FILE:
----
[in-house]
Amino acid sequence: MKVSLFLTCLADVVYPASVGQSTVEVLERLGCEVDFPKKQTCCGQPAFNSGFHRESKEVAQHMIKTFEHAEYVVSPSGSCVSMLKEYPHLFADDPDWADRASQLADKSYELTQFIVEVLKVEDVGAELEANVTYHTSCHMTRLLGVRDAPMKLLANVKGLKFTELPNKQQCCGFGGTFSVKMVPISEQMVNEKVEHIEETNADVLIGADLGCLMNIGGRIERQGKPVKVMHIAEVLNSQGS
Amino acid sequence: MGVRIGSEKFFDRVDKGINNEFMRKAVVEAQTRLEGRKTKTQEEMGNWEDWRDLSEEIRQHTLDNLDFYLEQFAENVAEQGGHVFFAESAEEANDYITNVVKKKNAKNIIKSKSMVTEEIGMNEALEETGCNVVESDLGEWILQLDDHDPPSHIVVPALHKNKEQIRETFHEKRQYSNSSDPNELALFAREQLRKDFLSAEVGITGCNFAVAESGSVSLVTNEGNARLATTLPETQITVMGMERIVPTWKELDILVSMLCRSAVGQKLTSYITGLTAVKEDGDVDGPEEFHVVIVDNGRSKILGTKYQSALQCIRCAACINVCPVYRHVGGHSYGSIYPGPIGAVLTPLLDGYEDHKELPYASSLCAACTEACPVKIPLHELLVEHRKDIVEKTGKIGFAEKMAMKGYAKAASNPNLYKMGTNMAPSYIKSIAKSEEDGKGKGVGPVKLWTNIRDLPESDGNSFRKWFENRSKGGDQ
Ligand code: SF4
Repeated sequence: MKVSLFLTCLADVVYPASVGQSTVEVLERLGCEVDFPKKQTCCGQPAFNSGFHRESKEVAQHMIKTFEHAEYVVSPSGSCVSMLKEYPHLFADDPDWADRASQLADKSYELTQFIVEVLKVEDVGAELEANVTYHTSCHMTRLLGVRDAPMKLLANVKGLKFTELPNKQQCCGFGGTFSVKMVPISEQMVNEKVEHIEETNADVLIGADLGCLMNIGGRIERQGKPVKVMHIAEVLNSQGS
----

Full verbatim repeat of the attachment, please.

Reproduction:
[in-house]
Amino acid sequence: MKVSLFLTCLADVVYPASVGQSTVEVLERLGCEVDFPKKQTCCGQPAFNSGFHRESKEVAQHMIKTFEHAEYVVSPSGSCVSMLKEYPHLFADDPDWADRASQLADKSYELTQFIVEVLKVEDVGAELEANVTYHTSCHMTRLLGVRDAPMKLLANVKGLKFTELPNKQQCCGFGGTFSVKMVPISEQMVNEKVEHIEETNADVLIGADLGCLMNIGGRIERQGKPVKVMHIAEVLNSQGS
Amino acid sequence: MGVRIGSEKFFDRVDKGINNEFMRKAVVEAQTRLEGRKTKTQEEMGNWEDWRDLSEEIRQHTLDNLDFYLEQFAENVAEQGGHVFFAESAEEANDYITNVVKKKNAKNIIKSKSMVTEEIGMNEALEETGCNVVESDLGEWILQLDDHDPPSHIVVPALHKNKEQIRETFHEKRQYSNSSDPNELALFAREQLRKDFLSAEVGITGCNFAVAESGSVSLVTNEGNARLATTLPETQITVMGMERIVPTWKELDILVSMLCRSAVGQKLTSYITGLTAVKEDGDVDGPEEFHVVIVDNGRSKILGTKYQSALQCIRCAACINVCPVYRHVGGHSYGSIYPGPIGAVLTPLLDGYEDHKELPYASSLCAACTEACPVKIPLHELLVEHRKDIVEKTGKIGFAEKMAMKGYAKAASNPNLYKMGTNMAPSYIKSIAKSEEDGKGKGVGPVKLWTNIRDLPESDGNSFRKWFENRSKGGDQ
Ligand code: SF4
Repeated sequence: MKVSLFLTCLADVVYPASVGQSTVEVLERLGCEVDFPKKQTCCGQPAFNSGFHRESKEVAQHMIKTFEHAEYVVSPSGSCVSMLKEYPHLFADDPDWADRASQLADKSYELTQFIVEVLKVEDVGAELEANVTYHTSCHMTRLLGVRDAPMKLLANVKGLKFTELPNKQQCCGFGGTFSVKMVPISEQMVNEKVEHIEETNADVLIGADLGCLMNIGGRIERQGKPVKVMHIAEVLNSQGS